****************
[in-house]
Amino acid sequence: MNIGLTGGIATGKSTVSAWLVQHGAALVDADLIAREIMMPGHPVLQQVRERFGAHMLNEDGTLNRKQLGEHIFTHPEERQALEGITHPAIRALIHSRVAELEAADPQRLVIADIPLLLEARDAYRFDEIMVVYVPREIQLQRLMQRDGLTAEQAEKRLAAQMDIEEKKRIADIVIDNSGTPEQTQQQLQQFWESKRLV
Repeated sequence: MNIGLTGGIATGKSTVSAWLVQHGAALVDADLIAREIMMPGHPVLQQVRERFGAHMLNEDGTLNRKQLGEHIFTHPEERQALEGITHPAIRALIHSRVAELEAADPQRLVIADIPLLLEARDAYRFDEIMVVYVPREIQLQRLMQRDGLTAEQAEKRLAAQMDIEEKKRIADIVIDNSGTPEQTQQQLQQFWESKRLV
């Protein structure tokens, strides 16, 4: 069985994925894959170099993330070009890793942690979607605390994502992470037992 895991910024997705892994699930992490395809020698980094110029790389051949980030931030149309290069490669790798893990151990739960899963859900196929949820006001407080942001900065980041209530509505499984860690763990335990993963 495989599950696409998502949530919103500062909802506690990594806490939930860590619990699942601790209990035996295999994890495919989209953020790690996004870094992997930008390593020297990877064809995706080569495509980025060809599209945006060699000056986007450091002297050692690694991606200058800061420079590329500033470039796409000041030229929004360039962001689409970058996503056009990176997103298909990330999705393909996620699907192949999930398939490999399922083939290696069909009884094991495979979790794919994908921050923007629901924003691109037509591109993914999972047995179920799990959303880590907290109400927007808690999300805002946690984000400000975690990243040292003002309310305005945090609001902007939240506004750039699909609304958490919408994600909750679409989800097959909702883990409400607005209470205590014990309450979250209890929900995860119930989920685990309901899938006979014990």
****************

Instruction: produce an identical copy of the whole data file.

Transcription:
[in-house]
Amino acid sequence: MNIGLTGGIATGKSTVSAWLVQHGAALVDADLIAREIMMPGHPVLQQVRERFGAHMLNEDGTLNRKQLGEHIFTHPEERQALEGITHPAIRALIHSRVAELEAADPQRLVIADIPLLLEARDAYRFDEIMVVYVPREIQLQRLMQRDGLTAEQAEKRLAAQMDIEEKKRIADIVIDNSGTPEQTQQQLQQFWESKRLV
Repeated sequence: MNIGLTGGIATGKSTVSAWLVQHGAALVDADLIAREIMMPGHPVLQQVRERFGAHMLNEDGTLNRKQLGEHIFTHPEERQALEGITHPAIRALIHSRVAELEAADPQRLVIADIPLLLEARDAYRFDEIMVVYVPREIQLQRLMQRDGLTAEQAEKRLAAQMDIEEKKRIADIVIDNSGTPEQTQQQLQQFWESKRLV
């Protein structure tokens, strides 16, 4: 069985994925894959170099993330070009890793942690979607605390994502992470037992 895991910024997705892994699930992490395809020698980094110029790389051949980030931030149309290069490669790798893990151990739960899963859900196929949820006001407080942001900065980041209530509505499984860690763990335990993963 495989599950696409998502949530919103500062909802506690990594806490939930860590619990699942601790209990035996295999994890495919989209953020790690996004870094992997930008390593020297990877064809995706080569495509980025060809599209945006060699000056986007450091002297050692690694991606200058800061420079590329500033470039796409000041030229929004360039962001689409970058996503056009990176997103298909990330999705393909996620699907192949999930398939490999399922083939290696069909009884094991495979979790794919994908921050923007629901924003691109037509591109993914999972047995179920799990959303880590907290109400927007808690999300805002946690984000400000975690990243040292003002309310305005945090609001902007939240506004750039699909609304958490919408994600909750679409989800097959909702883990409400607005209470205590014990309450979250209890929900995860119930989920685990309901899938006979014990």